As for Halo Legends, the concept sounds ridiculous but nobody can judge it from just press releases and snippets of footage.

    I bet the guys at IG and Studio4C etc had themselves a good laugh at the awful Halo character designs they've been handed, though.

  9. As Couk said, the raddest skater needs to be on a t-shirt. I would pay many monies for such an item.

    My friend Dan drew this at work a few weeks ago and I only just found it in my bag:


    Makes me laugh every time I look at it.

    Haha, brilliant! ^_^

  10. Bill Sienkiewicz.

    I don't know squat about comics, never really been a fan of em, but just got done reading a friend's old copy of Elektra: Assassin and was totally blown away by this dude's illustrations. Man, he sure knows how to compose an image. Also, I especially love the way it personifies the time period it was created in (the 80s) so well, and the inventive use of different visual styles represent the seemingly erratic storytelling. Read it and you'll see what I mean.


  11. The first time I'd ever seen a QTE sequence was in Sega's Die Hard Arcade on Saturn. For people who haven't played it, they were found in-between levels where you're running to the next area and quickly have to react to an enemy's sudden appearance. They were simple one-button-press sequences and really worked well as part of an arcade game.

    I also quite enjoyed them in Shenmue 1 since they were used in a very similar way to Die Hard Arcade, but the crazy, over-elaborate cinematic events they have become - particularly in games such as Fahrenheit - is ridiculous.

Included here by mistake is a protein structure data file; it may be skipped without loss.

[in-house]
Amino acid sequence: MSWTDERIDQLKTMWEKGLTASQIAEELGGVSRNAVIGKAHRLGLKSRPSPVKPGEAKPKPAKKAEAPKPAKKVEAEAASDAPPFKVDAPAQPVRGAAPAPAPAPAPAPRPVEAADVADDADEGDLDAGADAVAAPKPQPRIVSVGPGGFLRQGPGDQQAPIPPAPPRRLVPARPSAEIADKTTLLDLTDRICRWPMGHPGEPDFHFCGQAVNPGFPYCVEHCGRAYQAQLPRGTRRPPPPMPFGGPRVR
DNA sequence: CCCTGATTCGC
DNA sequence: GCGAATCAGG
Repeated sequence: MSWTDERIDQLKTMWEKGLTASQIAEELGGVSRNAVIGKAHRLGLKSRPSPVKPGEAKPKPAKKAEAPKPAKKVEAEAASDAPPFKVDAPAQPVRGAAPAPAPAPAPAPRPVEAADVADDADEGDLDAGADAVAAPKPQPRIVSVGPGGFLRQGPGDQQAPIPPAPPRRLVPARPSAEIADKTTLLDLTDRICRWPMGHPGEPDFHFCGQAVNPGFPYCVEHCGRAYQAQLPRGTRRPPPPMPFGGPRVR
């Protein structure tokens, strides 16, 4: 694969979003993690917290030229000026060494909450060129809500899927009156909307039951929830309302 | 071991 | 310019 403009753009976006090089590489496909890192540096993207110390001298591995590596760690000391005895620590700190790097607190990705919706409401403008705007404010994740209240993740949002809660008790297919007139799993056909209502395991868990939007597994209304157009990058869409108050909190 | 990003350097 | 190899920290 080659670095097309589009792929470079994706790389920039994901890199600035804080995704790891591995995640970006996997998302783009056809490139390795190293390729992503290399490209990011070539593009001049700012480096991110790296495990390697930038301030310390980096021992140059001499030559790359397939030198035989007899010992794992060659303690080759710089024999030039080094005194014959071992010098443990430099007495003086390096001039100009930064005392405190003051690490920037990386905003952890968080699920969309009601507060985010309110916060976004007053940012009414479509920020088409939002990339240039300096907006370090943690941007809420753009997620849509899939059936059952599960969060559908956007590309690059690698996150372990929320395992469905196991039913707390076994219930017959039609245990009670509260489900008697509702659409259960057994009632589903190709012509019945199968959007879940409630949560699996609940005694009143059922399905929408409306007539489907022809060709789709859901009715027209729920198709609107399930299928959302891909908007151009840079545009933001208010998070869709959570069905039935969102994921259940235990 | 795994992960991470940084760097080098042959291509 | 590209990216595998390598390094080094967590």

12. I got the Wipeout one from a random local newsagent. It's very nice actually, although not really the kind of cool imagery I'd associate with the series. I'd rather it be something a bit more iconic from The Designer's Republic's work, particularly from 2097 or W3.

  13. I'm pretty sure Corel Painter can record your brushstrokes as you do them. Although, a lot of those time-lapse animations are actually played in reverse, they're done by taking a finished drawing and rubbing it out bit by bit. You could use any old software for that.

  14. Foto%20Super%20Runabout.jpg

    I got this around the same time that Crazy Taxi came out on Dreamcast, and I ended up preferring Super Runabout. Mind you, as much as I love it, never has a game made me so furious as when you get right to the end of a long-ass mission on this game and only just fail.

  15. It's got John Lasitter all over it.

    Charater out of normal environment .. Check

    Charater who doesn't understand who he really is ... Check

    Buddy road trip with added danger ... check

    "she's found a new friend" .. Check

    wise cracks .. check

    Overcoming adversity and gaining stength .. Check

    Saving the day .. check.

    I thought this too. One scene in particular was right out of Toy Story 2. I mean, really reeeaaally similar.

    It was a decent enough film, certainly Disney's strongest CGI movie so far... but I felt pretty indifferent about it all.

    And although I'm not a fan of the Cars movie, the Cars short was visually AMAZING. So crisp and shiny.